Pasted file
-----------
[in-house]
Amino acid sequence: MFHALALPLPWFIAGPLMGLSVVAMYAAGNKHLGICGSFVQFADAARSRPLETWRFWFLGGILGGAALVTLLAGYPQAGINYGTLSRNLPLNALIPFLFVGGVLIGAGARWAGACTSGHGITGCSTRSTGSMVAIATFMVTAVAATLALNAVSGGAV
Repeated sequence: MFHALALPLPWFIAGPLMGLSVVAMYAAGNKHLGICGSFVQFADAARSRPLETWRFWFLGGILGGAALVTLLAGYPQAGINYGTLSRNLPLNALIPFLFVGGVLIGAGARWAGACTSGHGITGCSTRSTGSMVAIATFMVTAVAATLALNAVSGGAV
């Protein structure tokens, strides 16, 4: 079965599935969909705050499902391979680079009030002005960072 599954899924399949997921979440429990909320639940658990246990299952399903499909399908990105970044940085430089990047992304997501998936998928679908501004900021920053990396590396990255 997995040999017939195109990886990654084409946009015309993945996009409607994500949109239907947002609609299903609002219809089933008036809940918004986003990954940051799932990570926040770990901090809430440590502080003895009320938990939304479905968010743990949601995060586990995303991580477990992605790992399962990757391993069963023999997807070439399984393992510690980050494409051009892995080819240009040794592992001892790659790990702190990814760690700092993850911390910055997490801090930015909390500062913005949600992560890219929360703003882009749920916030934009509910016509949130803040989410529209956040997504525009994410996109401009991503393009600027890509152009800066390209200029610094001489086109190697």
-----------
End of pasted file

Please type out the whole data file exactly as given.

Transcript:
[in-house]
Amino acid sequence: MFHALALPLPWFIAGPLMGLSVVAMYAAGNKHLGICGSFVQFADAARSRPLETWRFWFLGGILGGAALVTLLAGYPQAGINYGTLSRNLPLNALIPFLFVGGVLIGAGARWAGACTSGHGITGCSTRSTGSMVAIATFMVTAVAATLALNAVSGGAV
Repeated sequence: MFHALALPLPWFIAGPLMGLSVVAMYAAGNKHLGICGSFVQFADAARSRPLETWRFWFLGGILGGAALVTLLAGYPQAGINYGTLSRNLPLNALIPFLFVGGVLIGAGARWAGACTSGHGITGCSTRSTGSMVAIATFMVTAVAATLALNAVSGGAV
């Protein structure tokens, strides 16, 4: 079965599935969909705050499902391979680079009030002005960072 599954899924399949997921979440429990909320639940658990246990299952399903499909399908990105970044940085430089990047992304997501998936998928679908501004900021920053990396590396990255 997995040999017939195109990886990654084409946009015309993945996009409607994500949109239907947002609609299903609002219809089933008036809940918004986003990954940051799932990570926040770990901090809430440590502080003895009320938990939304479905968010743990949601995060586990995303991580477990992605790992399962990757391993069963023999997807070439399984393992510690980050494409051009892995080819240009040794592992001892790659790990702190990814760690700092993850911390910055997490801090930015909390500062913005949600992560890219929360703003882009749920916030934009509910016509949130803040989410529209956040997504525009994410996109401009991503393009600027890509152009800066390209200029610094001489086109190697």